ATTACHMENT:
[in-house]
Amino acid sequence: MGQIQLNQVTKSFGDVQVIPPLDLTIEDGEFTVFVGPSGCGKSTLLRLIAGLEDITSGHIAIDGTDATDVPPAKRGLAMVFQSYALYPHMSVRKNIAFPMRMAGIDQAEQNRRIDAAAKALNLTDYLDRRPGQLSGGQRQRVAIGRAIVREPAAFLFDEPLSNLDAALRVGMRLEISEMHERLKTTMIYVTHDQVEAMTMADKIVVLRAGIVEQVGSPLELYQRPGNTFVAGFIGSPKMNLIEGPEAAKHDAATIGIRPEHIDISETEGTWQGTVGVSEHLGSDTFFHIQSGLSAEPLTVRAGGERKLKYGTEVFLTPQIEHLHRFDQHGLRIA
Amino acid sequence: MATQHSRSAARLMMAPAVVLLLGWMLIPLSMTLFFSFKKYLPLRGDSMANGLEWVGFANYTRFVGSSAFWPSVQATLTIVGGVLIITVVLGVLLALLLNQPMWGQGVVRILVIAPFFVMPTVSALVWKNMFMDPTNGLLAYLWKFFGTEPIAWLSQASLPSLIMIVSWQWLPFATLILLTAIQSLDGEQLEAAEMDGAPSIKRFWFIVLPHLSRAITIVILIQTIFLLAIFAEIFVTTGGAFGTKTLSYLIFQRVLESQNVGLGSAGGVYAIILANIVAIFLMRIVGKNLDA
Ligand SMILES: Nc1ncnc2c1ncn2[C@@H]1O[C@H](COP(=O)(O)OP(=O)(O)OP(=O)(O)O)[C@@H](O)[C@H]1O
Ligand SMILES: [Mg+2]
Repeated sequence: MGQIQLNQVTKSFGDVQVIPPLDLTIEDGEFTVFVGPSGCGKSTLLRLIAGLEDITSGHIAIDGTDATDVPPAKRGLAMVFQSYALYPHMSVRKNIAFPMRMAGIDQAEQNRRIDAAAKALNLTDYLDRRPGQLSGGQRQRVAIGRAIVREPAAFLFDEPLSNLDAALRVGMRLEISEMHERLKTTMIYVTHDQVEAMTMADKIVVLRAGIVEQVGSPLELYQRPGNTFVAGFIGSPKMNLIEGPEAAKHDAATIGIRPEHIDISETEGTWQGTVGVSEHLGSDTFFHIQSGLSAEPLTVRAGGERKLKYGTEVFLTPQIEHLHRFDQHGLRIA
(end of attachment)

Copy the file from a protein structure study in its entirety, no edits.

[in-house]
Amino acid sequence: MGQIQLNQVTKSFGDVQVIPPLDLTIEDGEFTVFVGPSGCGKSTLLRLIAGLEDITSGHIAIDGTDATDVPPAKRGLAMVFQSYALYPHMSVRKNIAFPMRMAGIDQAEQNRRIDAAAKALNLTDYLDRRPGQLSGGQRQRVAIGRAIVREPAAFLFDEPLSNLDAALRVGMRLEISEMHERLKTTMIYVTHDQVEAMTMADKIVVLRAGIVEQVGSPLELYQRPGNTFVAGFIGSPKMNLIEGPEAAKHDAATIGIRPEHIDISETEGTWQGTVGVSEHLGSDTFFHIQSGLSAEPLTVRAGGERKLKYGTEVFLTPQIEHLHRFDQHGLRIA
Amino acid sequence: MATQHSRSAARLMMAPAVVLLLGWMLIPLSMTLFFSFKKYLPLRGDSMANGLEWVGFANYTRFVGSSAFWPSVQATLTIVGGVLIITVVLGVLLALLLNQPMWGQGVVRILVIAPFFVMPTVSALVWKNMFMDPTNGLLAYLWKFFGTEPIAWLSQASLPSLIMIVSWQWLPFATLILLTAIQSLDGEQLEAAEMDGAPSIKRFWFIVLPHLSRAITIVILIQTIFLLAIFAEIFVTTGGAFGTKTLSYLIFQRVLESQNVGLGSAGGVYAIILANIVAIFLMRIVGKNLDA
Ligand SMILES: Nc1ncnc2c1ncn2[C@@H]1O[C@H](COP(=O)(O)OP(=O)(O)OP(=O)(O)O)[C@@H](O)[C@H]1O
Ligand SMILES: [Mg+2]
Repeated sequence: MGQIQLNQVTKSFGDVQVIPPLDLTIEDGEFTVFVGPSGCGKSTLLRLIAGLEDITSGHIAIDGTDATDVPPAKRGLAMVFQSYALYPHMSVRKNIAFPMRMAGIDQAEQNRRIDAAAKALNLTDYLDRRPGQLSGGQRQRVAIGRAIVREPAAFLFDEPLSNLDAALRVGMRLEISEMHERLKTTMIYVTHDQVEAMTMADKIVVLRAGIVEQVGSPLELYQRPGNTFVAGFIGSPKMNLIEGPEAAKHDAATIGIRPEHIDISETEGTWQGTVGVSEHLGSDTFFHIQSGLSAEPLTVRAGGERKLKYGTEVFLTPQIEHLHRFDQHGLRIA